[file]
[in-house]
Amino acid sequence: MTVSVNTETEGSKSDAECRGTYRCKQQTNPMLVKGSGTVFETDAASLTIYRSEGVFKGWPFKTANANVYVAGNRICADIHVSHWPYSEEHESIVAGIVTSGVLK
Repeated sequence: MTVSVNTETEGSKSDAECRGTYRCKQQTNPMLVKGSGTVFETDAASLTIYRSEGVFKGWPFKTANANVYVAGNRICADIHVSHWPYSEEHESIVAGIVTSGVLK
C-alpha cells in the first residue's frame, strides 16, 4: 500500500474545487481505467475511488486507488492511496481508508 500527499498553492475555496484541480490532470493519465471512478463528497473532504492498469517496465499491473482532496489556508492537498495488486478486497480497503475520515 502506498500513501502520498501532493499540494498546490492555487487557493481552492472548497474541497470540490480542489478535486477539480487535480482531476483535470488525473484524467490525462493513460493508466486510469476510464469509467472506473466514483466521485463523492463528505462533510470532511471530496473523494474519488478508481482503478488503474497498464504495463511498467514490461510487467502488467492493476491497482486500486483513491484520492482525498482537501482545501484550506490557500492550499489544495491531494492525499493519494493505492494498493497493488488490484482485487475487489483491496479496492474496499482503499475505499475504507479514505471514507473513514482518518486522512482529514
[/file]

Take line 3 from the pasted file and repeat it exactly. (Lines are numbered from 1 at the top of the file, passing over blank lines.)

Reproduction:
Repeated sequence: MTVSVNTETEGSKSDAECRGTYRCKQQTNPMLVKGSGTVFETDAASLTIYRSEGVFKGWPFKTANANVYVAGNRICADIHVSHWPYSEEHESIVAGIVTSGVLK